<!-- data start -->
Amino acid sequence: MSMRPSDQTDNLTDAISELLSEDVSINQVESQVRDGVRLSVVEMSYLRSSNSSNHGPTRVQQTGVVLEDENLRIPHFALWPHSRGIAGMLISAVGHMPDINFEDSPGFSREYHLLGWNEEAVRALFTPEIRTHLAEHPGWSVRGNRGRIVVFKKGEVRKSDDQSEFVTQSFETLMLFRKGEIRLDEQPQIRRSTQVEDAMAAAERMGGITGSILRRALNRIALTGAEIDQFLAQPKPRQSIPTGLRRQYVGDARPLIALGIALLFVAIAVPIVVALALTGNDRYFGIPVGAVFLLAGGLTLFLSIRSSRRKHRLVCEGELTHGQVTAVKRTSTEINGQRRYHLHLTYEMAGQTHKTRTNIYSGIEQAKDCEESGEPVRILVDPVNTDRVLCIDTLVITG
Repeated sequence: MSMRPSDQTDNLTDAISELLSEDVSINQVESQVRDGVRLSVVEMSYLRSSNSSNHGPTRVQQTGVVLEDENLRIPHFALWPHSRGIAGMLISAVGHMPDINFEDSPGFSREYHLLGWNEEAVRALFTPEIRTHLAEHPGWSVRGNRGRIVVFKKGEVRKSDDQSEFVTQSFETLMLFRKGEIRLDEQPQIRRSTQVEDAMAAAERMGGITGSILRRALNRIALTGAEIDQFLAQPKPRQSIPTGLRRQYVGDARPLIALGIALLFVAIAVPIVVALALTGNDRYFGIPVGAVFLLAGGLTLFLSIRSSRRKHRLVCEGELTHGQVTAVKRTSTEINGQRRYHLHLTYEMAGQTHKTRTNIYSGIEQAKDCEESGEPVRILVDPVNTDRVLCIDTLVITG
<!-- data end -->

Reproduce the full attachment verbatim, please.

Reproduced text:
Amino acid sequence: MSMRPSDQTDNLTDAISELLSEDVSINQVESQVRDGVRLSVVEMSYLRSSNSSNHGPTRVQQTGVVLEDENLRIPHFALWPHSRGIAGMLISAVGHMPDINFEDSPGFSREYHLLGWNEEAVRALFTPEIRTHLAEHPGWSVRGNRGRIVVFKKGEVRKSDDQSEFVTQSFETLMLFRKGEIRLDEQPQIRRSTQVEDAMAAAERMGGITGSILRRALNRIALTGAEIDQFLAQPKPRQSIPTGLRRQYVGDARPLIALGIALLFVAIAVPIVVALALTGNDRYFGIPVGAVFLLAGGLTLFLSIRSSRRKHRLVCEGELTHGQVTAVKRTSTEINGQRRYHLHLTYEMAGQTHKTRTNIYSGIEQAKDCEESGEPVRILVDPVNTDRVLCIDTLVITG
Repeated sequence: MSMRPSDQTDNLTDAISELLSEDVSINQVESQVRDGVRLSVVEMSYLRSSNSSNHGPTRVQQTGVVLEDENLRIPHFALWPHSRGIAGMLISAVGHMPDINFEDSPGFSREYHLLGWNEEAVRALFTPEIRTHLAEHPGWSVRGNRGRIVVFKKGEVRKSDDQSEFVTQSFETLMLFRKGEIRLDEQPQIRRSTQVEDAMAAAERMGGITGSILRRALNRIALTGAEIDQFLAQPKPRQSIPTGLRRQYVGDARPLIALGIALLFVAIAVPIVVALALTGNDRYFGIPVGAVFLLAGGLTLFLSIRSSRRKHRLVCEGELTHGQVTAVKRTSTEINGQRRYHLHLTYEMAGQTHKTRTNIYSGIEQAKDCEESGEPVRILVDPVNTDRVLCIDTLVITG